Yoga class allows you to spend time stretching and elongating your muscles while building strength, which is incredible. But, yoga also does even more—helps you to be mindful and to relax. Our talented instructors are there to guide you along the way in yoga class, and this week we are interviewing one of them, Paula Pack.
1 | We are so excited to get to know you, Paula! Could you let everyone know what you do at Chuze Fitness, how long you have worked here, and how you ended up on the team?
At Chuze Fitness, I’ve been teaching yoga for four years now! I started going to Chuze at the Cypress location as a member, took a number of classes daily like Zumba, strengthening, and yoga. In addition to getting my life on a healthy track, I met members who I am still great friends with and became familiar with the staff as well. After becoming certified, I knew that Chuze was the place I wanted to start teaching in. Currently, I am teaching regularly at the Cypress and Fullerton locations but sub over at Westminster, Garden Grove, and Anaheim as well.
2 | What is Vinyasa (or Power yoga) and how is it different from other practices like Hatha?
Vinyasa (or Power yoga) is a style of yoga where postures are put together in a sequence that makes it easy to flow in a faster pace from breath to movement. From their vinyasas, the yogis are able to build up heat within their bodies that allow them to transition into deeper options in their poses safely. It is different than Hatha or Bikram in that instead of holding a pose for several breaths, flow yoga concentrates on the overall movements instead of single asanas (poses).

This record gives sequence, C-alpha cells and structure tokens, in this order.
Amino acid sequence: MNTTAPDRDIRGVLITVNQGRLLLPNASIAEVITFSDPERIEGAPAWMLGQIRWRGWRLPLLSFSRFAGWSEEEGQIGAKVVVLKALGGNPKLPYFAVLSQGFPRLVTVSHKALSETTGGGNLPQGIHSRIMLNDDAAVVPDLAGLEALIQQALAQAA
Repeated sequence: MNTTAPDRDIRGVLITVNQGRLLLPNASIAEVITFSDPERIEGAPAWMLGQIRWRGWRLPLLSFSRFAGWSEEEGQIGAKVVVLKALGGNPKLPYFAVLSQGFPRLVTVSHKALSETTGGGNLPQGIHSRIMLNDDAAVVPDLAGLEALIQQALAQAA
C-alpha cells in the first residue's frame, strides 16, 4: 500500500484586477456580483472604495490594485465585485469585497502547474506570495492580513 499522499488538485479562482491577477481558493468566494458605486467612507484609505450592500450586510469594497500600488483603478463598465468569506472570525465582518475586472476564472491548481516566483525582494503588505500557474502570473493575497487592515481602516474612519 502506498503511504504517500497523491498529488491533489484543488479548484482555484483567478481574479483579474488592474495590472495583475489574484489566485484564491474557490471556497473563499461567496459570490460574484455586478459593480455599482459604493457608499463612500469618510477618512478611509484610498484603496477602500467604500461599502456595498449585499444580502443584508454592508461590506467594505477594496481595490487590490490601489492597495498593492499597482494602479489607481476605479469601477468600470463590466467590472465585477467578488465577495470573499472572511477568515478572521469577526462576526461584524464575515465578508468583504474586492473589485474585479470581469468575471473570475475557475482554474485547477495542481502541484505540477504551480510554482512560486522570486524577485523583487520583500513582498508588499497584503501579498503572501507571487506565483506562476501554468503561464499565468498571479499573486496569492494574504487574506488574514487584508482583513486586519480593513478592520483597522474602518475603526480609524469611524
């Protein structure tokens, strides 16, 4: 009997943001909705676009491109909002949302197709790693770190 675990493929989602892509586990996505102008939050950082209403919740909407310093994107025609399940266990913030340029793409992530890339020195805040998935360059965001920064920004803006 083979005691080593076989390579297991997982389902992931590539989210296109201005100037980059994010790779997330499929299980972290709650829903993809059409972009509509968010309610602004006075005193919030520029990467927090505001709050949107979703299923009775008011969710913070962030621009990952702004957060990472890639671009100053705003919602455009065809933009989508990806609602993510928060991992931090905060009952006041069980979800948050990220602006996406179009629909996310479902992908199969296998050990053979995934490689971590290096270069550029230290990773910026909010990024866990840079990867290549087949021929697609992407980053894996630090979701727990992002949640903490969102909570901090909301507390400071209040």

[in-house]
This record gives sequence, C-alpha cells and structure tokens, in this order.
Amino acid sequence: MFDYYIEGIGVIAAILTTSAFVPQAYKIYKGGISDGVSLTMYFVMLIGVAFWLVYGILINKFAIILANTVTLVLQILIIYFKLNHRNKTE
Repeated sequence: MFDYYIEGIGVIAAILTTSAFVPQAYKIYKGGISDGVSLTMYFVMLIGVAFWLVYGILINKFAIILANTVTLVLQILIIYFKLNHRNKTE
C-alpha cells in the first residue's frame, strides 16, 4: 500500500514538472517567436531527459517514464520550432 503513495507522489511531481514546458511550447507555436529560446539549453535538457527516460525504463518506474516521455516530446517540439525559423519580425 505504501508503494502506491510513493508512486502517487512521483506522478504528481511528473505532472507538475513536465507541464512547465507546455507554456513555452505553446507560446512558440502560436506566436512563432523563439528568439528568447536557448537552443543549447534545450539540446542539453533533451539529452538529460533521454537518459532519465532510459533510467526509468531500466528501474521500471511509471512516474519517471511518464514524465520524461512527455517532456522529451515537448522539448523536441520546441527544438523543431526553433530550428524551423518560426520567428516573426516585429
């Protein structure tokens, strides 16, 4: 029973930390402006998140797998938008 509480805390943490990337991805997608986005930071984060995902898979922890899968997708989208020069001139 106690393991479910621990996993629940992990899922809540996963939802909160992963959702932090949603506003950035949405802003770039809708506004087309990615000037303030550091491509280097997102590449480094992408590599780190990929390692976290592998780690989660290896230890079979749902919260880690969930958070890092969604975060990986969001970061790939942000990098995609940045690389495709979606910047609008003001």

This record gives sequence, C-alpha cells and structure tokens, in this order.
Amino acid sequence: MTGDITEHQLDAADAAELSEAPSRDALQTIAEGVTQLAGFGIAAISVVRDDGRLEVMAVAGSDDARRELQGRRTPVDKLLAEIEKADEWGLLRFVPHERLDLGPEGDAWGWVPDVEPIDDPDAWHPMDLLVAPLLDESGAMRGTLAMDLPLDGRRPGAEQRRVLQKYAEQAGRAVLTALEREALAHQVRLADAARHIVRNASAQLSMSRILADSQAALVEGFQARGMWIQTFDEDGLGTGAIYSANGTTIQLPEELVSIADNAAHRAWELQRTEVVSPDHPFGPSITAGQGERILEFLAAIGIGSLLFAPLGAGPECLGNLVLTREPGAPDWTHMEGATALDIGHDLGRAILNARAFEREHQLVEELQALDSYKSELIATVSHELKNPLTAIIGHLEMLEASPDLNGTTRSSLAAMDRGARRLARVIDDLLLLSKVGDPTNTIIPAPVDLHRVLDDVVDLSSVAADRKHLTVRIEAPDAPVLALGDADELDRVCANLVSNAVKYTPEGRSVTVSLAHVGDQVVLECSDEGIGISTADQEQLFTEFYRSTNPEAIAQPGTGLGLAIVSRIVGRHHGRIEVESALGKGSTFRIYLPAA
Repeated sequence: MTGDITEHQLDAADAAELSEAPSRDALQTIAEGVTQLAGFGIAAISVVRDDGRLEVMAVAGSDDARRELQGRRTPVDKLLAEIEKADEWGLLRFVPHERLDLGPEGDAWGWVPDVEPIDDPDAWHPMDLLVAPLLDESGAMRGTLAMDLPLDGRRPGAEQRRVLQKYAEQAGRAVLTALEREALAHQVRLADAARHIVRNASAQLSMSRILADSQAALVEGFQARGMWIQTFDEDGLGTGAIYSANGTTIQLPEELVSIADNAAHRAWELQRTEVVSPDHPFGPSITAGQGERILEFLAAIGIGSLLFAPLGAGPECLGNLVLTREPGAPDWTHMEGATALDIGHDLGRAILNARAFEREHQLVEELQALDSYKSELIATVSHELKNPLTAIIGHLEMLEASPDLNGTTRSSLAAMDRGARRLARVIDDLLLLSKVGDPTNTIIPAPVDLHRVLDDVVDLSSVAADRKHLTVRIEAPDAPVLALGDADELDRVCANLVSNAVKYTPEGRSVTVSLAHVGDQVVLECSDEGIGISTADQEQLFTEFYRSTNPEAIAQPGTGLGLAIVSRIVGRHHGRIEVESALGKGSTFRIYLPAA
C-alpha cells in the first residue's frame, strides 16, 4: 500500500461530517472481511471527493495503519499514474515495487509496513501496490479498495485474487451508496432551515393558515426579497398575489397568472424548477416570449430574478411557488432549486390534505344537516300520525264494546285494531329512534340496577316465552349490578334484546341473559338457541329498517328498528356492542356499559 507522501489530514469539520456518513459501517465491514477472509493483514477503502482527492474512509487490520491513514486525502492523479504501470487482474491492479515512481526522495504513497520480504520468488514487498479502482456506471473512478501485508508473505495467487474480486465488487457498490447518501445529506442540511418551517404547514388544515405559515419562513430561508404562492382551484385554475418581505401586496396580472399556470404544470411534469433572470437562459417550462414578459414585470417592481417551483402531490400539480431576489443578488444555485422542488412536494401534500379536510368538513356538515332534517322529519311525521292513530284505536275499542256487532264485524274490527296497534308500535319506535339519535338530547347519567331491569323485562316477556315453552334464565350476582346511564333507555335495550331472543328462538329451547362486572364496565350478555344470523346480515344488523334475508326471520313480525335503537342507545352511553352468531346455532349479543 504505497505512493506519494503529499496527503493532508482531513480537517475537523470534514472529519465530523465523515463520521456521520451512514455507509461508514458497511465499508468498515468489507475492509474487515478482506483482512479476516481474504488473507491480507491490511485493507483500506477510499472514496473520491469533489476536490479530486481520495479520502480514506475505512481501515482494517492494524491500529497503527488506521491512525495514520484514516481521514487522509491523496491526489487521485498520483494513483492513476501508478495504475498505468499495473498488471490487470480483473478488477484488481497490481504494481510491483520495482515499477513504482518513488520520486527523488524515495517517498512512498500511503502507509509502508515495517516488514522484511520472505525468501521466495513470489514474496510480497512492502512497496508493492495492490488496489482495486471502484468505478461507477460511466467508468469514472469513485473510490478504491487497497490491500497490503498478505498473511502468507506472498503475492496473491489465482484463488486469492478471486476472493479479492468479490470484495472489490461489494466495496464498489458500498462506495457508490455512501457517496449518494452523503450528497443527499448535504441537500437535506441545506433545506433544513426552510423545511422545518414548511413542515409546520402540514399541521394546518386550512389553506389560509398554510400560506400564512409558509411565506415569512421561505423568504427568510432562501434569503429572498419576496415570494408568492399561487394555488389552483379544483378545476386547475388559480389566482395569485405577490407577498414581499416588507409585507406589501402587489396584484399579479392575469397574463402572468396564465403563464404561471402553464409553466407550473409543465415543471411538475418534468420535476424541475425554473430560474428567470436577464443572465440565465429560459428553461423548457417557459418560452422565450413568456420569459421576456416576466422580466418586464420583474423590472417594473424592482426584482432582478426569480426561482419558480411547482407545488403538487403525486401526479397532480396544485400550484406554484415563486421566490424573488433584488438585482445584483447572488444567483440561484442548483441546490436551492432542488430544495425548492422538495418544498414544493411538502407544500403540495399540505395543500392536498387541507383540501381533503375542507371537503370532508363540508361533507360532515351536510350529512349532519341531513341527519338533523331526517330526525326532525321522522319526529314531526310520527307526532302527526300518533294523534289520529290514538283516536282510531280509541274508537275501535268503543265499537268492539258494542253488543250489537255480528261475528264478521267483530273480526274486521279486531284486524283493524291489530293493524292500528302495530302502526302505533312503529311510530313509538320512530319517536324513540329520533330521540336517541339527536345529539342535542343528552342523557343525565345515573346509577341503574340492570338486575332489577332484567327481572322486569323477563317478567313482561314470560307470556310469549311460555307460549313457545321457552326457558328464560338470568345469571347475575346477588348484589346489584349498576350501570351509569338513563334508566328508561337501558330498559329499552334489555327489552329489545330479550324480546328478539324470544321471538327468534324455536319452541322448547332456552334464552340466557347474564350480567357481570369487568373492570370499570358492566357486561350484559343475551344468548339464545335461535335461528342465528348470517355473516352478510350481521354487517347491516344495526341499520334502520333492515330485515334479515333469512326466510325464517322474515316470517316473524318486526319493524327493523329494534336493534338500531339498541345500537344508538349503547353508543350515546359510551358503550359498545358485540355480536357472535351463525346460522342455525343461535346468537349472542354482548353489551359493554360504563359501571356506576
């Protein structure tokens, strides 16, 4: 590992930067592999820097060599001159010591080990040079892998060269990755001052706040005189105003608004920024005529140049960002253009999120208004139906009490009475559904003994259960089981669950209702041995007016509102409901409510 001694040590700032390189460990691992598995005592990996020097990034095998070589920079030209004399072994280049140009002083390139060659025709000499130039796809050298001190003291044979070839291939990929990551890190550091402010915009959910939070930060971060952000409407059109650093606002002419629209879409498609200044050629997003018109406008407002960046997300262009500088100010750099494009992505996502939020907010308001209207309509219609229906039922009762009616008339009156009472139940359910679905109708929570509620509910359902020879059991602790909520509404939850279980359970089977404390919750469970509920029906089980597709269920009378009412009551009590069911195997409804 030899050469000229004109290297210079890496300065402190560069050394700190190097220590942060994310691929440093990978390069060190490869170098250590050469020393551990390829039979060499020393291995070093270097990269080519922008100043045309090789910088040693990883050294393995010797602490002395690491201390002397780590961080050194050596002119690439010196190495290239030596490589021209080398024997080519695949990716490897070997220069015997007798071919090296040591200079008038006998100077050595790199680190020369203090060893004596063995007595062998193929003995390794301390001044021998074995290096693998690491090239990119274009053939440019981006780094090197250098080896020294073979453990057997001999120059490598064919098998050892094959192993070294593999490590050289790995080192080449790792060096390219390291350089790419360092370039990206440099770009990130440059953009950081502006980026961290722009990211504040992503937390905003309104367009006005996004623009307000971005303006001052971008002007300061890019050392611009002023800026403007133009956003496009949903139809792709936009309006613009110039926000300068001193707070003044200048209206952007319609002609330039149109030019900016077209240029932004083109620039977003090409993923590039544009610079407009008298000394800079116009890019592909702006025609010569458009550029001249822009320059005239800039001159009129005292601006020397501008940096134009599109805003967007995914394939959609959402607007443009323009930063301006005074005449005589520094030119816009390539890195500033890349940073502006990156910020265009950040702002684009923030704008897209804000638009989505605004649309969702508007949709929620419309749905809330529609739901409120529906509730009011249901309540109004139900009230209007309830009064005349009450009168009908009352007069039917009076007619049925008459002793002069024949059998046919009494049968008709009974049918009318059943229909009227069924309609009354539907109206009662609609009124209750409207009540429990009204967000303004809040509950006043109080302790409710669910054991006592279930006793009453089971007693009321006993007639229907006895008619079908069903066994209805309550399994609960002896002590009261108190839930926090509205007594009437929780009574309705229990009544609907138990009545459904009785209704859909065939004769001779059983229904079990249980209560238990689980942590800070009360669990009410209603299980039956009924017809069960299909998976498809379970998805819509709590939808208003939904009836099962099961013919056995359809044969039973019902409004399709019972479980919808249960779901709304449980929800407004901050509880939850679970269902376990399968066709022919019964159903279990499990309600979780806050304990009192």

3 | For those of us who are not flexible, will we be able to keep up in a yoga class?
Yes, absolutely! Many of us have the preconceived notion that we can’t attend a yoga class if we’re not flexible but that is something we need to abandon. We all go to class to grow in our flexibility! Plus, everyone is welcome to take a break, sip water, or even lie down for the rest of class if that’s what their body needs during that practice.
4 | Would someone who has been practicing yoga for years be able to benefit from a class at Chuze?
Yes, even an experienced yogi would still benefit from a class at Chuze because I believe that no matter how many years of experience an individual has in an exercise, there is always room to grow and improve. Even as an instructor, I am always a student first.
5 | What are your three main tips for someone who is new to Yoga?
Listen to your body before any instructions for poses; if a pose is uncomfortable, modifying is always an option too!
Have fun in class and don’t worry about getting a pose “correct.” Yoga practice is a process.
Consistency is the key to growing your practice!
6 | How many times a week should someone practice yoga?
Three times a week is ideal but twice a week for the busybodies work too. Yoga not only increases flexibility but it also builds strength and endurance. Just remember to find the space to dedicate time for yourself.